‘If you went,’ he continued, huskily, ’I should be afraid myself. I haven’t told you. I didn’t behave as I’d ought have done to the poor mother, Clara; I got into drinkin’ too much; yes, I did. I’ve broke myself off that; but if you was to leave me—I’ve had hard things to go through. Do you know the Burial Club broke up just before she died? I couldn’t get not a ha’penny! A lot o’ the money was stolen. You may think how I felt, Clara, with her lyin’ there, and I hadn’t got as much as would pay for a coffin. It was Sidney Kirkwood found the money—he did! There was never man had as good a friend as he’s been to me; I shall never have a chance of payin’ what I owe him. Things is better with me now, but I’d rather beg my bread in the streets than you should go away. Don’t be afraid, my dearest. I promise you nobody shan’t come near. You won’t mind Mrs. Eagles; she’s very good to the children. But I must keep you near to me, my poor girl!’
Perhaps sit was that word of pity—though the man’s shaken voice was throughout deeply moving. For the first time since the exultant hope of her life was blasted, Clara shed tears.
With the first breath of winter there passes a voice half-menacing, half-mournful, through all the barren ways and phantom-haunted refuges of the nether world. Too quickly has vanished the brief season when the sky is clement, when a little food suffices, and the chances of earning that little are more numerous than at other times; this wind that gives utterance to its familiar warning is the vaunt-courier of cold and hunger and solicitude that knows not sleep. Will the winter be a hard one? It is the question that concerns this world before all others, that occupies alike the patient workfolk who have yet their home unbroken, the strugglers foredoomed to loss of such scant needments as the summer gifted them withal, the hopeless and the self-abandoned and the lurking creatures of prey. To all of them the first chill breath from a lowering sky has its voice of admonition; they set their faces; they sigh, or whisper a prayer, or fling out a curse, each according to his nature.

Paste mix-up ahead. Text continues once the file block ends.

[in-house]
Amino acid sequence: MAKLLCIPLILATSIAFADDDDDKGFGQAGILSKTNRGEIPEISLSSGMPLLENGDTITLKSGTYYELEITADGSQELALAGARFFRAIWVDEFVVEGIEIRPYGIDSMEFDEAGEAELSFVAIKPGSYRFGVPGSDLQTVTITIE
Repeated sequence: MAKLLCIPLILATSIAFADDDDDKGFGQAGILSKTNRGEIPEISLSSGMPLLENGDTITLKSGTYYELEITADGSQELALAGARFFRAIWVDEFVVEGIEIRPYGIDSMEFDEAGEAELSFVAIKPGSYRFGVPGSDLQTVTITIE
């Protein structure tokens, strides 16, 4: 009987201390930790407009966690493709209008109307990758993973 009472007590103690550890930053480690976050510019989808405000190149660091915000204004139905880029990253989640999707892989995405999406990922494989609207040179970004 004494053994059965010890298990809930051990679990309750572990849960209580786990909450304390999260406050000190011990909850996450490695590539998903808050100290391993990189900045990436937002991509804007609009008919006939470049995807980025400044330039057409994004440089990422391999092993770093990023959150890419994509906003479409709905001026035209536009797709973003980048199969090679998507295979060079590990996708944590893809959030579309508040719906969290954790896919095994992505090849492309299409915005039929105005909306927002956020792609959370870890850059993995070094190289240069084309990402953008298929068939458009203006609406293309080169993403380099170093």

And as though the strife here were not already hard enough, behold from many corners of the land come needy emigrants, prospectless among their own people, fearing the dark season which has so often meant for them the end of wages and of food, tempted hither by thought that in the shadow of palaces work and charity are both more plentiful. Vagabonds, too, no longer able to lie about the country roads, creep back to their remembered lairs and join the combat for crusts flung forth by casual hands. Day after day the stress becomes more grim. One would think that hosts of the weaker combatants might surely find it seasonable to let themselves be trodden out of existence, and so make room for those of more useful sinew; somehow